New Bohemia

I’ve added a new category to my blog entitled “Web Bohemia”. This was inspired by GigaOm guru, Om Malik who has introduced a new blog, Web Worker Daily.

Web Worker Daily is centered around the new CYBERFORCE, web workers. As the new blog’s lead writer, Jackson West explains

“Mobile electronics, wireless networks and online applications aren’t just shifting workflow paradigms, but also social etiquette, management policies and business models. A new tribe of bedouin has evolved, with laptops instead of camels, hopping between wifi hotspots like oases. It is high time that net set should openly, in the face of the whole world, publish their views, their aims, their tendencies,and meet the jet set with a manifesto: Web Worker Daily. Because inspiration is meant to be shared.”

Well…the term bedouin, or ‘web bedouin’ got me to thinking. Please see this article in WWD entitled Open Thread: What’s a bedouin?
Wish I had coined the term, but am I a web bedouin? I don’t know. I think of myself more as a “Web Bohemian”, or is that “webohemian”?

I’m part of a very eclectic tribe of free thinkers. Web Bohemians, Web Beatniks, Web Poets who would exist even if there were no web workers. We live in cyberspace, too, but we are poets, publish on demand people (P.O.D. people) and gasp! even podcasters.

We hang out at the same watering holes as the Web Bedouins, Starbucks and other wi-fi cafes, and we have laptops too, but are less likely to have a stroke if we don’t have our blackberry with us along with our laptop. We may or may not be jet setters, but may travel via volkswagon, but we’re an active and important part of the “net set”, too and need to have our views, aims and tendencies covered.

The more I think about this, the more I believe that the Web Bohemians need a web site.

I’m gonna start a blog.


Couple Mark 80 Years Together

Couple mark 80 years together

Donald and Margaret Mergler

HAVRE DE GRACE, Md. — Margaret and Donald Mergler’s relationship got off to an underwhelming start when he took the wheels off her toy baby carriage to make a scooter when they were in grade school — during the Wilson administration.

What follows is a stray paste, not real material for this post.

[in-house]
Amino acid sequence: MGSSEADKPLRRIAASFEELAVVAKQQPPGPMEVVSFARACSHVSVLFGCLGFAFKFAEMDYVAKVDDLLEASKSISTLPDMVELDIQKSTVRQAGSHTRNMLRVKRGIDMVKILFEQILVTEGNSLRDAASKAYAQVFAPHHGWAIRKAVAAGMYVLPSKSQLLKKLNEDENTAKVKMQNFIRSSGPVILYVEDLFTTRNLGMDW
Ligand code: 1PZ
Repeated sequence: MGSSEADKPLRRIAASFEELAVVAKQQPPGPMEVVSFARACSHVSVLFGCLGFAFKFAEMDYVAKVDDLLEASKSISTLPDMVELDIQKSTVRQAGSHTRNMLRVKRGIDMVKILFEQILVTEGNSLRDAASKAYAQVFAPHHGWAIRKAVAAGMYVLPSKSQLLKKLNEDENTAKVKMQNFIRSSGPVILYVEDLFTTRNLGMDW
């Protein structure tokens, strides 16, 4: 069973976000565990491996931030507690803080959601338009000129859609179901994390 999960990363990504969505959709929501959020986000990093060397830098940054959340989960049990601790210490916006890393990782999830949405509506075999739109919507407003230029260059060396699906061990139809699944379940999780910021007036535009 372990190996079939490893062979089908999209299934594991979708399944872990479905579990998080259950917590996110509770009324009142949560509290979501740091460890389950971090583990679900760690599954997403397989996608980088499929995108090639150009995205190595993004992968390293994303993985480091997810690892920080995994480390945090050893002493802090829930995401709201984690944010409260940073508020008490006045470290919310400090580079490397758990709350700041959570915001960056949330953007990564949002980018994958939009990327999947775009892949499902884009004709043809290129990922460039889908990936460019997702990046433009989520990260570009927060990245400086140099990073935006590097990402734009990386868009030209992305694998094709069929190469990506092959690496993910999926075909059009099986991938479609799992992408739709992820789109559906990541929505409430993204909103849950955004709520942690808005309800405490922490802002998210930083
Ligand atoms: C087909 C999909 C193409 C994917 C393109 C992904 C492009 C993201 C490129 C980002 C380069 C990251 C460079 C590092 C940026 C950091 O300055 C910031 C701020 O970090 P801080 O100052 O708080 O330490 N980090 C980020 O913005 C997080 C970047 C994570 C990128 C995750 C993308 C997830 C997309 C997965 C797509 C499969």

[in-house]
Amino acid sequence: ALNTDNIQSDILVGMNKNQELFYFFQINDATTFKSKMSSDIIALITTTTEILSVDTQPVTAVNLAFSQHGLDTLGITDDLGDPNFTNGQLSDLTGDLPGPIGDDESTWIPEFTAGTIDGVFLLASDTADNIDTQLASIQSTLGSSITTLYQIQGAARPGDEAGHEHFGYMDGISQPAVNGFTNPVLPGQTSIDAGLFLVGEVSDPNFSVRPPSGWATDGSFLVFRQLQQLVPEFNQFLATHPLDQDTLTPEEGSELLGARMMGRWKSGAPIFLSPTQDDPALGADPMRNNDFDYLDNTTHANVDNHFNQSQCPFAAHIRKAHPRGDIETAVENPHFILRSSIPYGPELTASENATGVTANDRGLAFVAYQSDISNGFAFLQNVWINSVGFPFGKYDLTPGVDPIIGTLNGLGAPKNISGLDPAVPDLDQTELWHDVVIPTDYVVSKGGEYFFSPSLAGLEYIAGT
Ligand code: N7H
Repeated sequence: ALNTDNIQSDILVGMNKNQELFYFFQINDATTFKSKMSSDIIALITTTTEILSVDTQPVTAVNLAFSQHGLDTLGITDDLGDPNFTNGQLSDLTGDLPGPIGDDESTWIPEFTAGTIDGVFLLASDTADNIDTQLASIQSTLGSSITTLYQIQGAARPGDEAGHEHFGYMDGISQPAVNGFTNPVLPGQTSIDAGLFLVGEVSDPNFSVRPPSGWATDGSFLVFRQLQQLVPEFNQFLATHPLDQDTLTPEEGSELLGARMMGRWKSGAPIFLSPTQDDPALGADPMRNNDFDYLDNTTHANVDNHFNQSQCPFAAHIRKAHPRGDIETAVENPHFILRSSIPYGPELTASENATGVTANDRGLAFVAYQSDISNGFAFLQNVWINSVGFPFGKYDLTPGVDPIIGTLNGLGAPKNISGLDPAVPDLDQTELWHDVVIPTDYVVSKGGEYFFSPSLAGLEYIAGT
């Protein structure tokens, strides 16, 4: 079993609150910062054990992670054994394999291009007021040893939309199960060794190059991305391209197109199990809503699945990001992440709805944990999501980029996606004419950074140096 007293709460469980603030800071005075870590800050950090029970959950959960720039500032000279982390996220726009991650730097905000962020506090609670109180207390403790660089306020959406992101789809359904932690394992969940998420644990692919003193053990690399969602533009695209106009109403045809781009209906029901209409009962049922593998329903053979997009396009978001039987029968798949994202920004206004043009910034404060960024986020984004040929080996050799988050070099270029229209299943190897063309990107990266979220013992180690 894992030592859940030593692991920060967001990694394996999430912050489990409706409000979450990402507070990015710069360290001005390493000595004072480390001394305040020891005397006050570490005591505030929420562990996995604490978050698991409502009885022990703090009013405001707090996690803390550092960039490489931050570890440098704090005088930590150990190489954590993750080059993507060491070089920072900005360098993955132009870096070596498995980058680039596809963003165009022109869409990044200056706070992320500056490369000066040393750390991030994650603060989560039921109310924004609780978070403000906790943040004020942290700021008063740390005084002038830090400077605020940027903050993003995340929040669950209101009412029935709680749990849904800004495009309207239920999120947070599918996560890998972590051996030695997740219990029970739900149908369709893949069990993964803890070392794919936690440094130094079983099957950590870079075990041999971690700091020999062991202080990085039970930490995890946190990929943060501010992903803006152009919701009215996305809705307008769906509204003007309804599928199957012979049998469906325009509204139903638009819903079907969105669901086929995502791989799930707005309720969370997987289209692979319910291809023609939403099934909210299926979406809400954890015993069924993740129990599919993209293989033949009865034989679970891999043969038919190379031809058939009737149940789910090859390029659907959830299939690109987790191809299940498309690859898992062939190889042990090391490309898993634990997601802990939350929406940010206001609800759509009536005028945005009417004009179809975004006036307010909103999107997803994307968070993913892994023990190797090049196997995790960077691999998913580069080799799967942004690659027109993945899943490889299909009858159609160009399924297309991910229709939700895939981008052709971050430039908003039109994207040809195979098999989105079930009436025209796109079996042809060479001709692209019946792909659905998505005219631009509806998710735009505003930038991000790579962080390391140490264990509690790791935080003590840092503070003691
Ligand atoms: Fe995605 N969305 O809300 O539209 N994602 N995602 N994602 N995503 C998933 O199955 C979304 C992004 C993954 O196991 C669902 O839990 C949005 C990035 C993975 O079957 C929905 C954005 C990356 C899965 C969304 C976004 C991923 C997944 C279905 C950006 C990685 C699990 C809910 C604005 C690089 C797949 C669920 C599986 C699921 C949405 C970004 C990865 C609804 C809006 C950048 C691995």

“I didn’t think too much of him then,” Mrs. Mergler says of the boy who grew into the man she married in 1926.
She does now.
On Monday, the Merglers marked their 80th wedding anniversary, and the husband and wife — both 98 years old — are likely the oldest living couple in the United States.
Mr. and Mrs. Mergler both were born in Havre de Grace, a historic small town that smells of freshly cut grass and sits about 30 miles north of Baltimore.
While the couple may have met in grade school, they didn’t hit it off until Mr. Mergler offered his future wife a ride home from a church Christmas pageant.
She played an angel, and he soon learned that she was one.
“We’re just close,” Mr. Mergler says. “We just love each other’s company.”
Mr. Mergler proposed to his wife in the spring of 1926, about a month after sending her a 10-pound chocolate egg for Easter.
The couple was married Sept. 4 of that year at her family home on Juniata Street, because Mr. Mergler’s gambling background as a jockey prohibited him from being married in a church.
“He asked me if I wanted to change my name to Mergler, and I said ‘Yes,'” Mrs. Mergler says. “I think the egg did it.”
Mr. Mergler’s job took the couple from state to state to racetracks, “like gypsies,” Mrs. Mergler says.
He later worked as an assemblyman for what is now Lockheed Martin and put together helicopters for Boeing, while she worked as a military chauffeur and mail supervisor at the Aberdeen Proving Ground.
Through the years, the couple has lived through the Great Depression, World War II and the tenures of more than a dozen presidents.
So what’s their secret?
No debt, according to Mrs. Mergler. And living by a rule most men would find helpful, according to her husband.
“Whatever she wants to do, it’s OK with me,” Mr. Mergler says.
Aside from spending snowbird winters in Florida and traveling for various jobs throughout the years, Mr. and Mrs. Mergler have never really left Havre de Grace.
Their lone child, a daughter, died in 1993. But there are seven grandchildren, 10 great-grandchildren and two great-great-grandchildren.
The couple now lives in a small apartment on Congress Avenue, around the corner from the Methodist church where they are members and never too far from family and friends.
About 300 people signed the guest book at their anniversary party on Sunday, and 215 sent them well-wishing cards.
“I grew up my whole life next to them,” says Lou Ward, owner of the Bayou Restaurant in Havre de Grace, which hosted the celebration. “They were always great to us when we were kids.”
The couple’s days now are a bit more regimented but no less fun, despite a shoulder injury that keeps Mrs. Mergler from being too active.
Meetings, meals and playing cards with senior citizen and church groups dominate the week, while Mr. Mergler still finds time to pursue his passion for bowling — perhaps one reason for his still-strong handshake.
And of course, when the day is done, they still have each other.
“This is how I know I’m 98,” says Mrs. Mergler, as she struggles to stand up with the aid of a walker in the couple’s seventh-floor apartment. “But there’s nothing wrong with my talker, and I thank the Lord I have nice memories, too.”

(Damn! It gives you hope, doesn’t it? God bless Donald and Margaret!)

Edible candy scabs- Now That’s Disgusting!

Edible candy scabs

Licky candy scabs that you stick on and eat off:

Each pack includes candy scabs and 5 plastic bandages which are stickable just like a real bandage. A plastic compartment on the bandage opens to reveal a pressed dextrose candy scab. Open the compartment, lick the candy, and reseal for licking later!